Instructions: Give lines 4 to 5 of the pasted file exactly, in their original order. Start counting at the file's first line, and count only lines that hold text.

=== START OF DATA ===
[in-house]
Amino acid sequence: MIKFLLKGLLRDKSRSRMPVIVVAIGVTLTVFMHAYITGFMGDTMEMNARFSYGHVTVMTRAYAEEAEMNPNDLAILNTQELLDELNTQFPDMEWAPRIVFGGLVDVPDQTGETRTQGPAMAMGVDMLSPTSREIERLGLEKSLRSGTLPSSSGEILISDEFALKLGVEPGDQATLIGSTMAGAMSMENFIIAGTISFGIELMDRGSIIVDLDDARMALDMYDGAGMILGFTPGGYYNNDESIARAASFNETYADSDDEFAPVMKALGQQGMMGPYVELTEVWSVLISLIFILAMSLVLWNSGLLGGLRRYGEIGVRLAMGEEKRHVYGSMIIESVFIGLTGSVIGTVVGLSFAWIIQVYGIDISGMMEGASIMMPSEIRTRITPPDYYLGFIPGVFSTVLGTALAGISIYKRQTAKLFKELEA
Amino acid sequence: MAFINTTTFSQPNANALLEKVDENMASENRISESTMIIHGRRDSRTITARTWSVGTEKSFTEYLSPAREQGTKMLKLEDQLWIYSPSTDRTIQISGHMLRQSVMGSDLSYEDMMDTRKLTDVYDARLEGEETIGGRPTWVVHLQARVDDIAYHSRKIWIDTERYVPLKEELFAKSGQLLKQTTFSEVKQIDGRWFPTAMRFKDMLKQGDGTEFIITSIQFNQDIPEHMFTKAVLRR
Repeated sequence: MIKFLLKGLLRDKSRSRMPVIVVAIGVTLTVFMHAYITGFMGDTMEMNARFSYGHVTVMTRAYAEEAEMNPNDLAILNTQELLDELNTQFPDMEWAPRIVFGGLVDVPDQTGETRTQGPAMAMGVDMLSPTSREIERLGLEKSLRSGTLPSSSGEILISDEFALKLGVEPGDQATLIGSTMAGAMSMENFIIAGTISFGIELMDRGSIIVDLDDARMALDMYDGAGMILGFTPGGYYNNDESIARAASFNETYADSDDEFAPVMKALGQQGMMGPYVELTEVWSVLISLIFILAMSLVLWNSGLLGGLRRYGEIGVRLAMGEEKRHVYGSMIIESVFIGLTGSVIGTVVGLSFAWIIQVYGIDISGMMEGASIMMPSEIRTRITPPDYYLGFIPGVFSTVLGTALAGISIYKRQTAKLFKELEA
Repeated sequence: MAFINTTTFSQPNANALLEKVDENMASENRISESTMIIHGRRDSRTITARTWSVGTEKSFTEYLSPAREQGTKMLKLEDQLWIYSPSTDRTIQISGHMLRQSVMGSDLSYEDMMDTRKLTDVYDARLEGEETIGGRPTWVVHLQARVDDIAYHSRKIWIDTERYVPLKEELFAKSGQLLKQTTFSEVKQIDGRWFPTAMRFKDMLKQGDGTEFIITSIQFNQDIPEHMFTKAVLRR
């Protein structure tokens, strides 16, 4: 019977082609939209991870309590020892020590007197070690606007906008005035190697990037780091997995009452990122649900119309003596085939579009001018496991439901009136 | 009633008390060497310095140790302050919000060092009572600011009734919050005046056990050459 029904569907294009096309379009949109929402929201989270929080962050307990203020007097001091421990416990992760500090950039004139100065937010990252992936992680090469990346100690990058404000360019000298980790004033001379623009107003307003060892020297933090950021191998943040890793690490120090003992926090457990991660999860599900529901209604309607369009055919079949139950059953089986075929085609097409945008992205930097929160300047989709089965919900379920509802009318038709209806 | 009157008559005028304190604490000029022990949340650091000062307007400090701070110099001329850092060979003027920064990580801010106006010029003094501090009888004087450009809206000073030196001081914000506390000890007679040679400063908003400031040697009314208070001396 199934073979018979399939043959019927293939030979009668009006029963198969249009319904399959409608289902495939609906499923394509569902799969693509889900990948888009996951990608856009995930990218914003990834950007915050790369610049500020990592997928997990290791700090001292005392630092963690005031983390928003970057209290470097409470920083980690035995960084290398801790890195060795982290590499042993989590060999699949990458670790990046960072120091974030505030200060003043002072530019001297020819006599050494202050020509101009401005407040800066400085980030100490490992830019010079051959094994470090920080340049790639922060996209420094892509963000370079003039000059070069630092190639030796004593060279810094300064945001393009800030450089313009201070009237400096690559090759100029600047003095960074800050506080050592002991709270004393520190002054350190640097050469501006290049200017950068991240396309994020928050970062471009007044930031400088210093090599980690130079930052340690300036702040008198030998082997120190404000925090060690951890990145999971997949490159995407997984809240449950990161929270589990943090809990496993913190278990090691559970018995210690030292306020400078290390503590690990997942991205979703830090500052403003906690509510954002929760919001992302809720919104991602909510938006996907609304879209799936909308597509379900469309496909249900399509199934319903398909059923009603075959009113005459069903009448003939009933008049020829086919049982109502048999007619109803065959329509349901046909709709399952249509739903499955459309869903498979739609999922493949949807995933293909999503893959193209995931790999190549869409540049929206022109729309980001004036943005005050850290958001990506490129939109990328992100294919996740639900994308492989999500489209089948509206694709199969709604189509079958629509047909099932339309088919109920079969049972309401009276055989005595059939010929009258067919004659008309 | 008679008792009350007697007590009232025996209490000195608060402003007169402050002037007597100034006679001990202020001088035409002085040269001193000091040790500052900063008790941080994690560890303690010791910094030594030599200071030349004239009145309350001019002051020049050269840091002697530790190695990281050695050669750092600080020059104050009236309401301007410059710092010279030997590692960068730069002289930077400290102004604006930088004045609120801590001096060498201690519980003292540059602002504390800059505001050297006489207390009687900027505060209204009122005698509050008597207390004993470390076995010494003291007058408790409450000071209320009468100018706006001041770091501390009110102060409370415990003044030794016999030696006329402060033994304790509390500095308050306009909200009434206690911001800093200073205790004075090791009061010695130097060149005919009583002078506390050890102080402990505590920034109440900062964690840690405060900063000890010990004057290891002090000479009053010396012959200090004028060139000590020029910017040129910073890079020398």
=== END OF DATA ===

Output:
Repeated sequence: MIKFLLKGLLRDKSRSRMPVIVVAIGVTLTVFMHAYITGFMGDTMEMNARFSYGHVTVMTRAYAEEAEMNPNDLAILNTQELLDELNTQFPDMEWAPRIVFGGLVDVPDQTGETRTQGPAMAMGVDMLSPTSREIERLGLEKSLRSGTLPSSSGEILISDEFALKLGVEPGDQATLIGSTMAGAMSMENFIIAGTISFGIELMDRGSIIVDLDDARMALDMYDGAGMILGFTPGGYYNNDESIARAASFNETYADSDDEFAPVMKALGQQGMMGPYVELTEVWSVLISLIFILAMSLVLWNSGLLGGLRRYGEIGVRLAMGEEKRHVYGSMIIESVFIGLTGSVIGTVVGLSFAWIIQVYGIDISGMMEGASIMMPSEIRTRITPPDYYLGFIPGVFSTVLGTALAGISIYKRQTAKLFKELEA
Repeated sequence: MAFINTTTFSQPNANALLEKVDENMASENRISESTMIIHGRRDSRTITARTWSVGTEKSFTEYLSPAREQGTKMLKLEDQLWIYSPSTDRTIQISGHMLRQSVMGSDLSYEDMMDTRKLTDVYDARLEGEETIGGRPTWVVHLQARVDDIAYHSRKIWIDTERYVPLKEELFAKSGQLLKQTTFSEVKQIDGRWFPTAMRFKDMLKQGDGTEFIITSIQFNQDIPEHMFTKAVLRR